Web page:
New seats now in all trains


New seats now in all trains

         Times change. Turns out BART seats do too. We’ve now changed every seat on every train car –all 669 of them-  replacing the wool material with easy-to-clean vinyl.

         The last of the wool seats followed the wooly mammoth into extinction at exactly 10:50 a.m. on December 30, 2014. BART utility workers yanked out the grimy seat and replaced it with pristine vinyl under the watchful eyes of a few interested reporters and to the delight of tens of thousands of BART riders.

         That the vinyl seats are easier to clean seems obvious. Other benefits are less apparent but no less important. The vinyl seats provide a great return on investment. Outfitting a train car with vinyl seats costs about $9,000, about 58% of what it costs to install wool seats. And that’s just the installation cost.

         Cleaning the wool seats required sending them out for dry cleaning. BART spent about $6,000 on dry cleaning each month. The new vinyl seats are nice and clean after a wipe down with an inexpensive antibacterial wipe.

         The vinyl seats also last three times longer than wool seats. They’re money savers every way you look at them. So: why wool seats in the first place?

         Well, it seemed like a good idea at the time. When BART first began service in 1972 it was hailed as mass transit system for the space-age: trains with cushy fabric seats and carpeted floors whisking suburbanites into and out of the city in luxury car comfort.

         It was all fine and dandy when BART was carrying a 100,000 people per week. Those days are long gone (BART’s average weekday ridership is now four times that per day).

         The concept of a living room on wheels really began to show signs of wear just as BART ridership climbed out of the depths of the Great Recession, registering six percent gains in 2011.

         The seats were subjected to a relentless assault grime, goop and just plain exhaustion despite the best efforts of BART car cleaners.

          The straw that broke the camel’s back came when an  enterprising reporter adapted an attention-getting news tactic: take a swab of something used by the public and put it under the microscope.

          The results of what were found on BART seats were what most reasonable people would expect: bacteria had found a comfortable home in the fabric. Scientists said the microrobes weren’t dangerous, just gross. That got everyone’s attention, including BART Board members and staffers.

     BART surveyed its riders and the results were impossible to ignore. The random survey of more than 1,200 customers in 2012 found that three-quarters preferred the vinyl covers and 93 percent rated them as excellent or very good.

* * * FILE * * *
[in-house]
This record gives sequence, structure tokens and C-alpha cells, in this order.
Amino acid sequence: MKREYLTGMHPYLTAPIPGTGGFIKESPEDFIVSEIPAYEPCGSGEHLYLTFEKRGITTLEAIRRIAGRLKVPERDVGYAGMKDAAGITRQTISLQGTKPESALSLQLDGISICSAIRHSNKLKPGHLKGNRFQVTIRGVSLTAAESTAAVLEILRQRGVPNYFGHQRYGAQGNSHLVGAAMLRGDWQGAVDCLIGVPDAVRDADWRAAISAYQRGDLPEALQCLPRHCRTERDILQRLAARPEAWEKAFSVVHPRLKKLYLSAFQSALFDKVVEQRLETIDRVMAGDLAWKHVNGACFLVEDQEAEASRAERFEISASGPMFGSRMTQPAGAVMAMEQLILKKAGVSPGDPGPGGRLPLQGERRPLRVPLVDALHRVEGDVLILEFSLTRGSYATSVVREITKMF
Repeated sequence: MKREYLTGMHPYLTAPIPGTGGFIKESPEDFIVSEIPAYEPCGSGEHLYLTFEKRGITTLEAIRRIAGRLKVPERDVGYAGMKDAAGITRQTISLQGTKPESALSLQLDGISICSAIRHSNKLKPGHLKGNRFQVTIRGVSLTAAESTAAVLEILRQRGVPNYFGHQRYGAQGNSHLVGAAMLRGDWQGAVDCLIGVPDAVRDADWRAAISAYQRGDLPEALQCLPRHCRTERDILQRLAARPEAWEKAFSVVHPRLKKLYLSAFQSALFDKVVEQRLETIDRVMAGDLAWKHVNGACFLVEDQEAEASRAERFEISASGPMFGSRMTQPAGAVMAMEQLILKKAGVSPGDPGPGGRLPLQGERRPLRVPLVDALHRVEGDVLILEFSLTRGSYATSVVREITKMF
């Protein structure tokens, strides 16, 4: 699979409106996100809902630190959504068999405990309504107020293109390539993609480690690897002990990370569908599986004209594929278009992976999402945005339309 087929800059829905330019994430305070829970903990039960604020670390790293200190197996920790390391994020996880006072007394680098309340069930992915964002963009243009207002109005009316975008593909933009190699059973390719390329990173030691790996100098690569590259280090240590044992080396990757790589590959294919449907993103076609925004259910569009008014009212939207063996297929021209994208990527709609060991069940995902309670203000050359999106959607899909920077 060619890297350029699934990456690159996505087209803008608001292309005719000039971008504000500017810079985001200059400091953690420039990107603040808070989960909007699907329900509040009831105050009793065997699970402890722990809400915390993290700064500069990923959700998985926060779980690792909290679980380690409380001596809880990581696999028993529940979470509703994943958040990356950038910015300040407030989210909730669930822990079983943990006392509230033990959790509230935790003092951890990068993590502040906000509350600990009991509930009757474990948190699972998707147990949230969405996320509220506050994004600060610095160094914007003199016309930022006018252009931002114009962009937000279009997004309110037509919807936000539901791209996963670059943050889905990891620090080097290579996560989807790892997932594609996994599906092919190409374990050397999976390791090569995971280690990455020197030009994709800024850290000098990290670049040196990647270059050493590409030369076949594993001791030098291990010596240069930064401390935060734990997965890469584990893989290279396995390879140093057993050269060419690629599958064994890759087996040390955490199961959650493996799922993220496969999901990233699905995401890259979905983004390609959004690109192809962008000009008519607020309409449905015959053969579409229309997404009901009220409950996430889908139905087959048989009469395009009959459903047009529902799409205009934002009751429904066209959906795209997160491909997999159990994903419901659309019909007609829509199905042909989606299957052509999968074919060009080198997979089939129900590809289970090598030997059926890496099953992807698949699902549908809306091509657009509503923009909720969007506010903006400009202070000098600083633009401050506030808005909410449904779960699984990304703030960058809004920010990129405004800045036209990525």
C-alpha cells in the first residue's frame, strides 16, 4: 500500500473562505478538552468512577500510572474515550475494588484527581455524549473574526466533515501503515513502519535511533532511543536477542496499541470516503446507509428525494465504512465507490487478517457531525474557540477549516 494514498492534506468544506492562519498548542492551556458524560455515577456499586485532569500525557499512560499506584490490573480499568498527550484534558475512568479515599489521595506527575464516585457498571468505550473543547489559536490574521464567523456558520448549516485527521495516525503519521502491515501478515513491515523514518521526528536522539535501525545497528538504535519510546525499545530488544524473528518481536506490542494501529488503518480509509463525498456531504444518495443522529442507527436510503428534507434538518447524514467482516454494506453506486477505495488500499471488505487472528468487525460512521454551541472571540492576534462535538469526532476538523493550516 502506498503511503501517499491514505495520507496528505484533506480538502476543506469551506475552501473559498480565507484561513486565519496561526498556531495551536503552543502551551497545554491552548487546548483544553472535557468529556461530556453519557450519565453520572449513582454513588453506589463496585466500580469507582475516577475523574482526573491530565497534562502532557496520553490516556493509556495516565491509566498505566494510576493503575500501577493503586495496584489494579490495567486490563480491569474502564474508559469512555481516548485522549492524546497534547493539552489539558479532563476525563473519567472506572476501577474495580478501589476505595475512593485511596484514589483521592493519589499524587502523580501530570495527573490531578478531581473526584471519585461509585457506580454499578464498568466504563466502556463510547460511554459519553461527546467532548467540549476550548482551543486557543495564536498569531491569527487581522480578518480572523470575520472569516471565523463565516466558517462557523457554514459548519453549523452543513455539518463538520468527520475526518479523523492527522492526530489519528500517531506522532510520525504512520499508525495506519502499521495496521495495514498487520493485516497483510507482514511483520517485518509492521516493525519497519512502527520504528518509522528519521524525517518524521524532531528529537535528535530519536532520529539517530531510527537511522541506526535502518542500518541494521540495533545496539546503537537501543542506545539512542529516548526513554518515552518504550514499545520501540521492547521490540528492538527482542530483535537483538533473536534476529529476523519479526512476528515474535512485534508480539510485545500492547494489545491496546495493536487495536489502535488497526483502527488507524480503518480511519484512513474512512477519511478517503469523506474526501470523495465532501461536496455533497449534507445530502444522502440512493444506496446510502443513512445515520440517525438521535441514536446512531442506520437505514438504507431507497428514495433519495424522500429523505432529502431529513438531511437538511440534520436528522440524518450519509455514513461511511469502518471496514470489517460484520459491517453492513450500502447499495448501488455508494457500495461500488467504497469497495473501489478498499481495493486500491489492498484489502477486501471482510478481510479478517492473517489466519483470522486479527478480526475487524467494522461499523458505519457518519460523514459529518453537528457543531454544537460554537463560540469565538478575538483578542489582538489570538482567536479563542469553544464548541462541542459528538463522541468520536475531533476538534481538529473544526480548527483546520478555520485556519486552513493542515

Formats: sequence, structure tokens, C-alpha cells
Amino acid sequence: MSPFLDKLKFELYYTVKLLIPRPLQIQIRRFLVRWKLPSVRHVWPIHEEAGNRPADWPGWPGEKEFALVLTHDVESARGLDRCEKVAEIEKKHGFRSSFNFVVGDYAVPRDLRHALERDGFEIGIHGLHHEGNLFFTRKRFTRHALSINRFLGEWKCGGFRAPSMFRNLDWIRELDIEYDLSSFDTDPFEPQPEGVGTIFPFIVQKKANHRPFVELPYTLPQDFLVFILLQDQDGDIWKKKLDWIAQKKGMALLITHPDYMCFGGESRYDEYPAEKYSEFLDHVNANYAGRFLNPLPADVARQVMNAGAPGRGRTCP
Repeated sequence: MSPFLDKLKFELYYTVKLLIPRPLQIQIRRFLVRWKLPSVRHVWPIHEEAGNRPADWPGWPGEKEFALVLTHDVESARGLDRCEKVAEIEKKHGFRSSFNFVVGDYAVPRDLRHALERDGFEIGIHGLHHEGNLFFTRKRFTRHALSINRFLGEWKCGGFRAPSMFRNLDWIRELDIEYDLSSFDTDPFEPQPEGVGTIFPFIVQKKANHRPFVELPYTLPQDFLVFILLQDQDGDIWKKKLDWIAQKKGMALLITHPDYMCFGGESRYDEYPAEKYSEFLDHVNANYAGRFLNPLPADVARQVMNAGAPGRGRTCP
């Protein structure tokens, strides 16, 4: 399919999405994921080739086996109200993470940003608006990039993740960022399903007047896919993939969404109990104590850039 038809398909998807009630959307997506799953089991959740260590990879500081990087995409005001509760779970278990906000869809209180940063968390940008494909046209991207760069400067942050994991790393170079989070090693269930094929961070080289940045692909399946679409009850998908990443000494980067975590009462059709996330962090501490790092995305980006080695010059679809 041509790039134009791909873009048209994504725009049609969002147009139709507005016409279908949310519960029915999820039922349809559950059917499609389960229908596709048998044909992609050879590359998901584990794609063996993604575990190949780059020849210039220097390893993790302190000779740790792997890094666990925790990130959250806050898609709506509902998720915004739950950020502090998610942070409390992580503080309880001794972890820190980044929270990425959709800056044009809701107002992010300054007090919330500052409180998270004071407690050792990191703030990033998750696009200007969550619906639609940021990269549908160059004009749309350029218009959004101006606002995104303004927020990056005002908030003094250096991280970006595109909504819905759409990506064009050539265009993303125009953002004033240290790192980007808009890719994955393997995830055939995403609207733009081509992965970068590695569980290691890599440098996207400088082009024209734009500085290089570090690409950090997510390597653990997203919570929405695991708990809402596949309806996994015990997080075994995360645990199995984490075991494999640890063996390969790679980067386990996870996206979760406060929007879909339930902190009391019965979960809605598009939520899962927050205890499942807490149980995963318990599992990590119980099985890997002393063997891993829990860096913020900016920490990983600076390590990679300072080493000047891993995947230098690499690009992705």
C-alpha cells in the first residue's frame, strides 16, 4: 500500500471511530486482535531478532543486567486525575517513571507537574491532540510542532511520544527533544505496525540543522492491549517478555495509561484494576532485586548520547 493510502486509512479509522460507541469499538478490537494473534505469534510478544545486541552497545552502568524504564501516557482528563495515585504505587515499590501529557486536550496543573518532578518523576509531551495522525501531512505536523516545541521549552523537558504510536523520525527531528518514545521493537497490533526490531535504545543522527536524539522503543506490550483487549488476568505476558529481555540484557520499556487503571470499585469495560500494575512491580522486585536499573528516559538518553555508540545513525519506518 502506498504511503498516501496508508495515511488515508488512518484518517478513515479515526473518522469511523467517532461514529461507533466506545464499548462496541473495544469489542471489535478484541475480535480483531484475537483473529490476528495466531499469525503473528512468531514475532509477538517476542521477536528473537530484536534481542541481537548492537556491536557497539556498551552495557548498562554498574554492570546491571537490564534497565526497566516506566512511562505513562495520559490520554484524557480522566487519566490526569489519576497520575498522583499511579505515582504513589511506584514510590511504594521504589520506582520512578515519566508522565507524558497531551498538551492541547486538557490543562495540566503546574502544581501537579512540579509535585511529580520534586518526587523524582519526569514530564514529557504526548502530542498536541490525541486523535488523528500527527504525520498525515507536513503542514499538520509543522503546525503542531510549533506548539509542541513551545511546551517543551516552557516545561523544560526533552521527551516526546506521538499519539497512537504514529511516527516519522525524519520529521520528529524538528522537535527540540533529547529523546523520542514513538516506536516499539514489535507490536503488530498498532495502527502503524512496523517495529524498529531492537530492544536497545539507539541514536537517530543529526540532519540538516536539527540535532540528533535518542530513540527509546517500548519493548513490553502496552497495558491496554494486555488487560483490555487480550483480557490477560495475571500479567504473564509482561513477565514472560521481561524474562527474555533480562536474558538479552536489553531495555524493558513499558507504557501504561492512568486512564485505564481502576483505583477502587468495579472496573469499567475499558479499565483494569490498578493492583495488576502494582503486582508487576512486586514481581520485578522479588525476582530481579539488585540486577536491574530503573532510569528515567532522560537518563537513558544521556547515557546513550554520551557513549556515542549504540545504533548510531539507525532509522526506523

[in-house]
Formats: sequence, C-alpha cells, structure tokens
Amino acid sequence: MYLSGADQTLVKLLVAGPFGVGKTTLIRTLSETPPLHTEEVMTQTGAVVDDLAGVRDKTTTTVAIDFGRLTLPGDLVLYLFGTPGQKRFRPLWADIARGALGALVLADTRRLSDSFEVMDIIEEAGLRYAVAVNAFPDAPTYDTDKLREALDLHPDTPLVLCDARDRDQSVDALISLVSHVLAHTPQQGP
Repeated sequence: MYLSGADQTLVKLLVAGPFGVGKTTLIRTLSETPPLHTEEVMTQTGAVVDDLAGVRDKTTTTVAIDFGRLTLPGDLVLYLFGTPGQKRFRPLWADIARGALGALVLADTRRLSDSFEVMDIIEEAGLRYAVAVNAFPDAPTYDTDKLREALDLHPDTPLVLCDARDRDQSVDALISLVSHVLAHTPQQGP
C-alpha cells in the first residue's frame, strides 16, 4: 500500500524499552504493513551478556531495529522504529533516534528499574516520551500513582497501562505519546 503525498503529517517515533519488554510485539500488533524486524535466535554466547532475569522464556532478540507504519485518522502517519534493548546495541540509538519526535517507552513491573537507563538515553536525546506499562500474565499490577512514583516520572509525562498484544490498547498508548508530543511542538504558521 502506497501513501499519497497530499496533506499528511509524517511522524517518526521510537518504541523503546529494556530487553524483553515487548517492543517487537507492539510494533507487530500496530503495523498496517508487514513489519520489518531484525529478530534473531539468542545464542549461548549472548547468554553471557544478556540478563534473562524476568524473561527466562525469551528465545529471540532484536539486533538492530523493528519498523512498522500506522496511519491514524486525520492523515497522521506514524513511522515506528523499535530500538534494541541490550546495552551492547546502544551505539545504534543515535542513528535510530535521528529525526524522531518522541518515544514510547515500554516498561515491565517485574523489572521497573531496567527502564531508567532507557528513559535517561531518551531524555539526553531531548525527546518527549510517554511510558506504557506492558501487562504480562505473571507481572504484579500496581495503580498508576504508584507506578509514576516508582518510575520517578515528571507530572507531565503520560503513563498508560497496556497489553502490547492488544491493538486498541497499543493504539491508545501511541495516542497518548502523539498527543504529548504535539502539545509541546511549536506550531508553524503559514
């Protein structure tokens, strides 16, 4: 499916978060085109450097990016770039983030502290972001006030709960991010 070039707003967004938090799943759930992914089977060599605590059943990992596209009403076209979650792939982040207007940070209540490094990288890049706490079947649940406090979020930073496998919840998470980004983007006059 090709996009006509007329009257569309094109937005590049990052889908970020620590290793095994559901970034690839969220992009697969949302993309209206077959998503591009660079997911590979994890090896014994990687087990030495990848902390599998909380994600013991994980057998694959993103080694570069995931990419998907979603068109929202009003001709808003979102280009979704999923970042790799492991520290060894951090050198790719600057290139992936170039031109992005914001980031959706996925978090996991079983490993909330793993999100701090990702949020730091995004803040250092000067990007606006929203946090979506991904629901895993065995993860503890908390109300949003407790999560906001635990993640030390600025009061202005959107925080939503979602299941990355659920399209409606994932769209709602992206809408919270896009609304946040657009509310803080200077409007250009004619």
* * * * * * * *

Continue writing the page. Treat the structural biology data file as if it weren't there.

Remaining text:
The BART Board moved swiftly, launching a program to replace the wool with vinyl on 100 cars and committing to then assess the results. Once the vinyl proved both popular and practical, BART’s virtuoso Rolling Stock and Shops team moved ahead with replacing each and every seat.

      It was a difficult balancing act. Train cars had to be taken out of service for a day or more at a time, all while ensuring that enough cars were ready to roll for each morning’s commute.

      If anyone doubted that BART’s shop technicians weren’t up to the task, they were again reminded that the men and women working behind the scenes are among the best in the business.

      A tight knit crew of utility workers who called themselves “the A Team” methodically worked for almost three years to install the vinyl seats while helping ensure enough cars were available for service.

     As they finished the job in late 2014, there were cheers and maybe even a few tears. “It’s a bittersweet day,” remarked Utility Worker Raymond Fields. “We’re glad to finish the job for riders but we know we’ll all go our separate ways to begin new projects. I’ll miss the ‘A Team.’

     Alas, nothing lasts forever. And for the riders who once cringed while taking a seat on BART, that’s a good thing.

     So, now that the fabric seats have been relegated to the trash bin of history, what’s next? Finishing the removal of carpeting with easier-to-clean composite floors on about 80 cars to complete a flooring upgrade.

     Then it just gets better. BART’s completely new Fleet of the Future cars are expected to begin rolling on the tracks in 2015 for a test period of about two years. By the middle of the next decade, the old-airline style original fleet of BART cars is expected to be completely replaced, giving riders that “new car” feeling all over again.